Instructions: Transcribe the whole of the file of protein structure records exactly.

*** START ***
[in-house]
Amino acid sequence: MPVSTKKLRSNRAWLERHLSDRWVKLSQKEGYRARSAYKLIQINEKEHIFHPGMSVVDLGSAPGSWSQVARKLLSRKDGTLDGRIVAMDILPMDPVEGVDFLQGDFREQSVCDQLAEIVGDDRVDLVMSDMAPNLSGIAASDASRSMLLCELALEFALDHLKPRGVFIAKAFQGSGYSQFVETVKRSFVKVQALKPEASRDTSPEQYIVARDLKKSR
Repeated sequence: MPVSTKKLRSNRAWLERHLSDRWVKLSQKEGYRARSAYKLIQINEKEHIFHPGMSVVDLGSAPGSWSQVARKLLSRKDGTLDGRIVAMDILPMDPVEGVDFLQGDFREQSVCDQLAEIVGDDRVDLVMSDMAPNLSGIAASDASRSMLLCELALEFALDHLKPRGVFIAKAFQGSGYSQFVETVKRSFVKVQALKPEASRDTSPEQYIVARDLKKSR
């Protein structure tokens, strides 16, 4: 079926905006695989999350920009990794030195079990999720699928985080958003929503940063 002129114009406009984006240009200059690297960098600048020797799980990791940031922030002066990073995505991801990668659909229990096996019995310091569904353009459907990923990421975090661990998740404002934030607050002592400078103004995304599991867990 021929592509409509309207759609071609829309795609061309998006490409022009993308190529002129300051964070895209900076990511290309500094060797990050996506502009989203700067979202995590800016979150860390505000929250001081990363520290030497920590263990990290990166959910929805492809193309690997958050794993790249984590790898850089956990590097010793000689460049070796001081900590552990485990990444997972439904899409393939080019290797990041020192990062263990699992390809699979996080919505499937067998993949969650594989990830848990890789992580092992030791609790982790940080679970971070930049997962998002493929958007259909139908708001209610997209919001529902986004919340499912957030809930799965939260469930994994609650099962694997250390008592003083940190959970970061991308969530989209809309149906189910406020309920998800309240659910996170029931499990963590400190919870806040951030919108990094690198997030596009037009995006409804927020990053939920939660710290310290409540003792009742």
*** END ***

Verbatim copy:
[in-house]
Amino acid sequence: MPVSTKKLRSNRAWLERHLSDRWVKLSQKEGYRARSAYKLIQINEKEHIFHPGMSVVDLGSAPGSWSQVARKLLSRKDGTLDGRIVAMDILPMDPVEGVDFLQGDFREQSVCDQLAEIVGDDRVDLVMSDMAPNLSGIAASDASRSMLLCELALEFALDHLKPRGVFIAKAFQGSGYSQFVETVKRSFVKVQALKPEASRDTSPEQYIVARDLKKSR
Repeated sequence: MPVSTKKLRSNRAWLERHLSDRWVKLSQKEGYRARSAYKLIQINEKEHIFHPGMSVVDLGSAPGSWSQVARKLLSRKDGTLDGRIVAMDILPMDPVEGVDFLQGDFREQSVCDQLAEIVGDDRVDLVMSDMAPNLSGIAASDASRSMLLCELALEFALDHLKPRGVFIAKAFQGSGYSQFVETVKRSFVKVQALKPEASRDTSPEQYIVARDLKKSR
């Protein structure tokens, strides 16, 4: 079926905006695989999350920009990794030195079990999720699928985080958003929503940063 002129114009406009984006240009200059690297960098600048020797799980990791940031922030002066990073995505991801990668659909229990096996019995310091569904353009459907990923990421975090661990998740404002934030607050002592400078103004995304599991867990 021929592509409509309207759609071609829309795609061309998006490409022009993308190529002129300051964070895209900076990511290309500094060797990050996506502009989203700067979202995590800016979150860390505000929250001081990363520290030497920590263990990290990166959910929805492809193309690997958050794993790249984590790898850089956990590097010793000689460049070796001081900590552990485990990444997972439904899409393939080019290797990041020192990062263990699992390809699979996080919505499937067998993949969650594989990830848990890789992580092992030791609790982790940080679970971070930049997962998002493929958007259909139908708001209610997209919001529902986004919340499912957030809930799965939260469930994994609650099962694997250390008592003083940190959970970061991308969530989209809309149906189910406020309920998800309240659910996170029931499990963590400190919870806040951030919108990094690198997030596009037009995006409804927020990053939920939660710290310290409540003792009742």